Trying to ignore ‘impertinent’ data at our own peril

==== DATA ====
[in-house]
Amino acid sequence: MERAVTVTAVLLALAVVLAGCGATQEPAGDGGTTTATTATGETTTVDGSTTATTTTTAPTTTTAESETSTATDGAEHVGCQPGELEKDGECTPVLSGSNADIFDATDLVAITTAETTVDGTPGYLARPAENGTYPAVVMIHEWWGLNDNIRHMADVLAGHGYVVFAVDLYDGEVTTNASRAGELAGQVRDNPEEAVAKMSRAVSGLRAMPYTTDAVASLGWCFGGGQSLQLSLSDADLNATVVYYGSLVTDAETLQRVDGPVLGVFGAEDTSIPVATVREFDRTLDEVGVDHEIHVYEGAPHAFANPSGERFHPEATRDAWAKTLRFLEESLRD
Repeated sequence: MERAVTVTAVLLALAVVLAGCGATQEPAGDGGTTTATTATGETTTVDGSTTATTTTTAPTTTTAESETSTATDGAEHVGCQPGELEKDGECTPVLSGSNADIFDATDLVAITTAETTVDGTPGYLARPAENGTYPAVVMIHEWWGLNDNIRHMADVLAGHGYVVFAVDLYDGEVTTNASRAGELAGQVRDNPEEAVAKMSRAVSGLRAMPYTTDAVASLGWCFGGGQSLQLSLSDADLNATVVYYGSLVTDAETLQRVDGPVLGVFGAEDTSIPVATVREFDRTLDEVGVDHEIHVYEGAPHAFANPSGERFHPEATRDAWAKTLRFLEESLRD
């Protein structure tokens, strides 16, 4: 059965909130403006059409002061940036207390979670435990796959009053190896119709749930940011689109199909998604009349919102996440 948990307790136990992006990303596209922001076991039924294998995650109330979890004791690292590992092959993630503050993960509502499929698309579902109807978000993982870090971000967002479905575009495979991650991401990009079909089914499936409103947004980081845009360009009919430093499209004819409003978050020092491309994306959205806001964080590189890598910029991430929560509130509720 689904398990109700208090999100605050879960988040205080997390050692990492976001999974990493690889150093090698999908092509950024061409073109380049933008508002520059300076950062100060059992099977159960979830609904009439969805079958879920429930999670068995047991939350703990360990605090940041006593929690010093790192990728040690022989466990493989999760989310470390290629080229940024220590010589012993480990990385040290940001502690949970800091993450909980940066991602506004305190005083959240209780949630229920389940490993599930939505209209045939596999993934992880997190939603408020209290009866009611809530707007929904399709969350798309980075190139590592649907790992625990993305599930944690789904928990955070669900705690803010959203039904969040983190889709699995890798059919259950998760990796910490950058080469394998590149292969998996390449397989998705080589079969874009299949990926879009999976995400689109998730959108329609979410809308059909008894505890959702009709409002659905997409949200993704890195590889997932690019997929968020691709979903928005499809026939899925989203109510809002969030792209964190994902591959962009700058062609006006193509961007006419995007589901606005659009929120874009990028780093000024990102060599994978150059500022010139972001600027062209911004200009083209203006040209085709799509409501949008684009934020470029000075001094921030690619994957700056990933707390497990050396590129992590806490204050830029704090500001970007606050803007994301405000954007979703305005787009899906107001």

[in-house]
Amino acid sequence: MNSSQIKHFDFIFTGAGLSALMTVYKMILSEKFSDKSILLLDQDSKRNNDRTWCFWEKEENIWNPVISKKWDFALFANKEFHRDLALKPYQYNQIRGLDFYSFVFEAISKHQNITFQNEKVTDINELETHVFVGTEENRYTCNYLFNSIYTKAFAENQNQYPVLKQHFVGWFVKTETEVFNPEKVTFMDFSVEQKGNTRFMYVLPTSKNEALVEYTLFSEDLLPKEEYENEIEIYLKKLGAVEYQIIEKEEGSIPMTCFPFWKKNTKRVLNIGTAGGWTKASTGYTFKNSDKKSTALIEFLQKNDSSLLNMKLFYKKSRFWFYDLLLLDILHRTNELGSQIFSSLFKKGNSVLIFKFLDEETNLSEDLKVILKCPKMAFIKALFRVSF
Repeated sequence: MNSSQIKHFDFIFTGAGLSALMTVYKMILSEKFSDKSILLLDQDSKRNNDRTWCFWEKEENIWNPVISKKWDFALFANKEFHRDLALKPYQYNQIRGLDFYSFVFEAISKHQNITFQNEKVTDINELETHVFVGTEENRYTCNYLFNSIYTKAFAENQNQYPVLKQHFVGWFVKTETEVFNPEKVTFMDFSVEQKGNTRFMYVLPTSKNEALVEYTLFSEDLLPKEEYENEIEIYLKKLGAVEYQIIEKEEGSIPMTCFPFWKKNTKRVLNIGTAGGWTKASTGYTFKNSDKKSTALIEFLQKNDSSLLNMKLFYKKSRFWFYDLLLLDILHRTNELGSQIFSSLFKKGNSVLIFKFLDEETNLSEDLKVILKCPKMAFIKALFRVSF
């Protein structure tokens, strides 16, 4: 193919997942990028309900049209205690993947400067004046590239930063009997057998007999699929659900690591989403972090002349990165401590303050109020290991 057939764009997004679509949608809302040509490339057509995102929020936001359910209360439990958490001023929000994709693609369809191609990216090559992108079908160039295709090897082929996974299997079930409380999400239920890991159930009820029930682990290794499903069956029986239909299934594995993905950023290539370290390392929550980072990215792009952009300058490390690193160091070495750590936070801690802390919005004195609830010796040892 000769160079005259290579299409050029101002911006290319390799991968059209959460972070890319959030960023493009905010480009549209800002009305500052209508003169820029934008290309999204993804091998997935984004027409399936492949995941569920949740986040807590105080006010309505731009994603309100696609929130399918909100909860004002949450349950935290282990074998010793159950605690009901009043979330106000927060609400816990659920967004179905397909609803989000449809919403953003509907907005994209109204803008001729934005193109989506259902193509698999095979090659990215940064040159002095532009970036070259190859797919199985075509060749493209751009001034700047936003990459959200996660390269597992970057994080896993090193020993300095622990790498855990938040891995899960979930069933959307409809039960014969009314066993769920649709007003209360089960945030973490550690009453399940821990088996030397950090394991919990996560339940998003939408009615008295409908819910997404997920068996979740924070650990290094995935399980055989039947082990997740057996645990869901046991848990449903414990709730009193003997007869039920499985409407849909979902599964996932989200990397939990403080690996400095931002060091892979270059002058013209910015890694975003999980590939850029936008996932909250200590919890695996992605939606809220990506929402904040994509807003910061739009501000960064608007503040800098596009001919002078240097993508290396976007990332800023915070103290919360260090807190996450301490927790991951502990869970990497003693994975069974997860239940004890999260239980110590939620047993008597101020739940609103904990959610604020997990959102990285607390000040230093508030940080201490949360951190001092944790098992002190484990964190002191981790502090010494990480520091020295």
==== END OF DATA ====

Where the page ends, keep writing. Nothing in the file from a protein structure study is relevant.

This is a serious misunderstanding. Public opinion is trapped in a fallacy that could prove destructive in the future. Most people have the impression that numbers do not matter. All that has happened in the last few months with the revelation of the real deficit, larger than the one previously stated, does not mean anything. Nor is there any consequence coming from the fact that the public debt as a percentage of the gross domestic product rose by 9 points, standing at 112.2 percent, the highest in the EU. Fiscal data is not just mere figures; it also shows the situation in the real economy. For example, the (hourly) productivity of work in Greece has dwindled in the last couple of years and is the second-lowest among the EU’s old 15 members. These and other unpleasant conclusions are included in the European Commission report on the application of economic policy guidelines, released earlier this week. In nearly all measures monitored by the Commission, Greek progress is marked as limited or ineffective. Greece’s best «score» is in measures under way, but without tangible results yet. This, then, is the situation as recorded by the Commission and other international institutions. So now that we are aware of it, what will happen? Probably nothing. Almost everyone will carry on as before, thinking that none of this is their concern. Yet, the rise in public debt is not a negligible fact. It means greater public spending is needed to service it, when state funds could have been used for other purposes. Nor is the rise of the public deficit a neutral development. It means that the public debt will increase further. The government is obliged to proceed to the next step. Just as it has revealed the fiscal reality, it must now move from the diagnosis to the remedy. Otherwise, the diagnosis will be dismissed lightly by the public as misleading. Just as the government rightly sets high growth targets, it must also proceed with measures to render it possible. If it thinks priority should be given to reducing the public debt, big moves ought to be made in privatizations. If the target is to reduce the deficit, then taxes must rise where this can be done relatively easily, e.g. a special fuel tax. If it wants inflation to go down, then indirect taxes must be reduced. If it believes growth must accelerate, immediate measures must be taken to support large investments or to deregulate the labor market. If it thinks it can proceed at a slow pace simultaneously on all fronts, the government is wrong. Time is not on its side on this occasion. On the contrary, further delay aggravates the situation and the measures to be taken later will be harsher and more painful. Of course, postponing the handling of the problems does have a positive effect: It allows us to enjoy everyday life…

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